A change of perspective is worth 80 IQ points. ~ Alan Kay

Recently I was faced with a familiar situation at work. As I saw it, my team was pulling me off a bug fix in favour of shipping a new feature. I applied my normal pushback by referencing The Joel Test, referencing Rapid Development, pointing to the Agile Manifesto, and making a principled argument for quality-in-service-of-long-term-velocity. At the end of the interaction, I felt frustrated, thwarted, and demoralized - it seemed liked the team was folding to pressure instead of making a principled decision.

As I stewed on this, it occurred to me that arguing was no longer effective. I was in the midst of a perpetual problem in the workplace. This reminded me that perpetual problems require a different tact because debate fails. I remembered "Dreams in Opposition" from The Gottman Institute, and I decided to give their approach a try in a workplace context.

I asked my tech-lead for a 20-minute meeting, about the team's choice. I explained that I would take the role of an interviewer, would keep my perspective out of the way, and would work to understand the decision. The result was fabulous. The questions that I asked are my own workplace adjustment of the questions that the Gottman Institute recommends for romantic relationships.

  • What do you believe about this problem?
  • What do you feel about it?
  • Does this relate to your work history in some way?
  • Tell me why this is so important to you.
  • What do you need?
  • What would be your ideal dream/goal here?
  • Is there a fear or disaster scenario in not having this decision honoured?
  • Is there a deeper purpose or goal in this?

The answers provided me with the missing context that I needed to understand the decision. Once I had that, the decision made total sense to me. I doubt I would have surfaced this information from continuing to argue my point. It turned out that the "new feature" that I though we were adding was in-fact a fix for an extremely problematic bug in our system. That hadn't come across in the original conversation, and I probably started arguing too early. My team and I were very much on the same page about quality-in-service-of-velocity.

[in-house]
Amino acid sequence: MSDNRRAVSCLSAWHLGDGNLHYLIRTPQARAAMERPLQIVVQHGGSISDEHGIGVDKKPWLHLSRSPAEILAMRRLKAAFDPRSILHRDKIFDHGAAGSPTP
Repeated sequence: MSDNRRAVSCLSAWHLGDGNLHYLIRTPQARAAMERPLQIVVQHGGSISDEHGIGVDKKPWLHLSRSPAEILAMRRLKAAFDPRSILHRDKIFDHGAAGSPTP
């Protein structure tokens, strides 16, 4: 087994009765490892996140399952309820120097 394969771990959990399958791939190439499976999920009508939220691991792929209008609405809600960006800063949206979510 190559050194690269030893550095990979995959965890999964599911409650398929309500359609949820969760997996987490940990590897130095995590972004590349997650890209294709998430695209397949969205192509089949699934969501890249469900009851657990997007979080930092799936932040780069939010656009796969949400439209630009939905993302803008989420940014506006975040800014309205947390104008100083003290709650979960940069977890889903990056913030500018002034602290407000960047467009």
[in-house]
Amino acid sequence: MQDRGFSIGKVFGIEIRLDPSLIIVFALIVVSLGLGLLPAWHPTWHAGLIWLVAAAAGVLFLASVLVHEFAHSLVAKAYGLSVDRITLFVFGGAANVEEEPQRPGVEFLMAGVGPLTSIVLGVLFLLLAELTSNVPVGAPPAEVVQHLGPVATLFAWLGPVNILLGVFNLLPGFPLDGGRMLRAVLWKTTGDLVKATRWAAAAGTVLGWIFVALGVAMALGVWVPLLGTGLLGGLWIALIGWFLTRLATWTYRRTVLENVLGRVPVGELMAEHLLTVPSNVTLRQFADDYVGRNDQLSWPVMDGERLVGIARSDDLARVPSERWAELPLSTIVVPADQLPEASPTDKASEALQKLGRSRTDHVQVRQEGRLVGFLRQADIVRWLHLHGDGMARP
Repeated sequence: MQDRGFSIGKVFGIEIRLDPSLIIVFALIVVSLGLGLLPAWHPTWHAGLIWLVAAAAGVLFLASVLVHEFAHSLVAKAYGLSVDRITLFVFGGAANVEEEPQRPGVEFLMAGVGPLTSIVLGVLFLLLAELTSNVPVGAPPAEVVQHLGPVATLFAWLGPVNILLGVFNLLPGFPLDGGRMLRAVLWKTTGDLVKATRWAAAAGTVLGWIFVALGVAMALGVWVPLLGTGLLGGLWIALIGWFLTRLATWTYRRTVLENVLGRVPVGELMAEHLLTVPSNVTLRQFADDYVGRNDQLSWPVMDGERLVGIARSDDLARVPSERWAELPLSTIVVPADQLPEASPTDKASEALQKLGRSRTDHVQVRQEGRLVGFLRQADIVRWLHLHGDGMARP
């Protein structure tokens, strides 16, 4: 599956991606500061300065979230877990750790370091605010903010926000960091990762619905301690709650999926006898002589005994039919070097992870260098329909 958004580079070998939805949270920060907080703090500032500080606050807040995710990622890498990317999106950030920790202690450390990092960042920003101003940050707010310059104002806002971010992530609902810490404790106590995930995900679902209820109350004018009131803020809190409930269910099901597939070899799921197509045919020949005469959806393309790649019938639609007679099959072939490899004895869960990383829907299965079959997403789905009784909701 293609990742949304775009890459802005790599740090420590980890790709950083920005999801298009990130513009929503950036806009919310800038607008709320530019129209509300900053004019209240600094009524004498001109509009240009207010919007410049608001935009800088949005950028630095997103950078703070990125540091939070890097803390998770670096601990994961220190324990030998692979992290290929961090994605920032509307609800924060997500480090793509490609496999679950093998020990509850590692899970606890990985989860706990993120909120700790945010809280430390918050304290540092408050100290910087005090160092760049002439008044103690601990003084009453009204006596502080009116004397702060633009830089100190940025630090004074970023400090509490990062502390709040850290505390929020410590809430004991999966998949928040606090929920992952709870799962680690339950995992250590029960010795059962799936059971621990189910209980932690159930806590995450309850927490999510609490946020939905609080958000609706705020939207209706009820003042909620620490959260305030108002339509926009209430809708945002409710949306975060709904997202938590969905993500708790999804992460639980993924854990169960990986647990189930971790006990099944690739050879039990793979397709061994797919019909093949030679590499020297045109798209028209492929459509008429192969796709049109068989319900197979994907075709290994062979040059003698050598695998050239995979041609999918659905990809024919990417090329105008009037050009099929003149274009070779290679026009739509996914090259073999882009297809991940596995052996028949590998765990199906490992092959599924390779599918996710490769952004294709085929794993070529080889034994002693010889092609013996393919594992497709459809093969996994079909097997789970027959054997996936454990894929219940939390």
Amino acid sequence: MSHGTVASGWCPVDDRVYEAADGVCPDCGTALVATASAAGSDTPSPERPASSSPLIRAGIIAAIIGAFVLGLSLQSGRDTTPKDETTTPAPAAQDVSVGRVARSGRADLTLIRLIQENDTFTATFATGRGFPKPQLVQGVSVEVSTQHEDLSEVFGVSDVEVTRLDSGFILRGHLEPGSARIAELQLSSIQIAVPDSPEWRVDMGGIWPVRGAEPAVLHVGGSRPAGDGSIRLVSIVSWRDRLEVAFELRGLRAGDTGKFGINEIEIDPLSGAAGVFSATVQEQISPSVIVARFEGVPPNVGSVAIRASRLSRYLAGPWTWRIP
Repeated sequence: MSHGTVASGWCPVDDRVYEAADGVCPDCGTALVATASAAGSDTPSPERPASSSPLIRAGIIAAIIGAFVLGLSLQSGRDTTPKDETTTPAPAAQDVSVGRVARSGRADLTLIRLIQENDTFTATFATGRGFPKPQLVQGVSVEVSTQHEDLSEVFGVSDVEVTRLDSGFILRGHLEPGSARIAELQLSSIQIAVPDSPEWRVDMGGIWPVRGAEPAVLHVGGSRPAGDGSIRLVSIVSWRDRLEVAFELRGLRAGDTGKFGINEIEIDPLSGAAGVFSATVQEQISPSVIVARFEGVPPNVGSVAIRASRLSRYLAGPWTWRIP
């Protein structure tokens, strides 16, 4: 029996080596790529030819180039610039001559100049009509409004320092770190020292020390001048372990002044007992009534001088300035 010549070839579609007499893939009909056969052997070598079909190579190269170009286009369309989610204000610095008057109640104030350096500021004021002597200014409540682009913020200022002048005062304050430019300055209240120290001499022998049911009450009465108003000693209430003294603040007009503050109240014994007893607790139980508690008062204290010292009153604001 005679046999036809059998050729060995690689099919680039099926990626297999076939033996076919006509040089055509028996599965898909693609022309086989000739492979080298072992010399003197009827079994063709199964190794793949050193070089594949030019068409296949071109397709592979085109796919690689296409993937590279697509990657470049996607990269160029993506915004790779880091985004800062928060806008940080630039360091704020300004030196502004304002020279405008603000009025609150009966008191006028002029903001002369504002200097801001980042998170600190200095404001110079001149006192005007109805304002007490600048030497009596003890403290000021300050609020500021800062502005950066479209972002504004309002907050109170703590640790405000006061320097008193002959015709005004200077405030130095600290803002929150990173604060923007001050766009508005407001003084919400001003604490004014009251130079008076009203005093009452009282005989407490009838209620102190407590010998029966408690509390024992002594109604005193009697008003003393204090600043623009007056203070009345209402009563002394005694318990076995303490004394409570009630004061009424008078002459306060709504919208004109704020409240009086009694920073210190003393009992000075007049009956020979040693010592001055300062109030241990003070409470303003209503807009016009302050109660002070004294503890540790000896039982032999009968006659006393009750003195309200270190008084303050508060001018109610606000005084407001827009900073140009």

Here are a few observations about what worked in the meeting.

  • It felt awkward for me. I've never asked probing questions like this of a colleague. I didn't mention my awkwardness, though, and instead maintained a professional stance during the interview.
  • At the beginning of the conversation, I tried to short-circuit any perceived attempt at forced intimacy by saying, "If a question seems awkward or too intimate, lets ignore it and move to the next question. I don't want any of that forced intimacy at work bullshit." I said this with a smile on my face, and I swore on purpose, because I wanted to keep things light and to avoid pseudo-psychotherapy relationship building.
  • I framed the conversation as an interview, so my technical lead new in advance that this would be a one-sided conversation that was about me learning.
  • I regularly checked-in with my understanding by using the "reflection of content" active listening technique: "If I understand correctly, what you're saying is that..."

I am grateful to have a tech lead who was open to meeting in the way. Finding a new approach to resolving this conflict probably wouldn't have happened without the civility and respect we show each other at my current workplace, and I am grateful for that aspect of my team. Woot.

Some colleagues chimed in over Twitter about other approaches to this perpetual problem... for instance, give up on perfection and instead target 80%!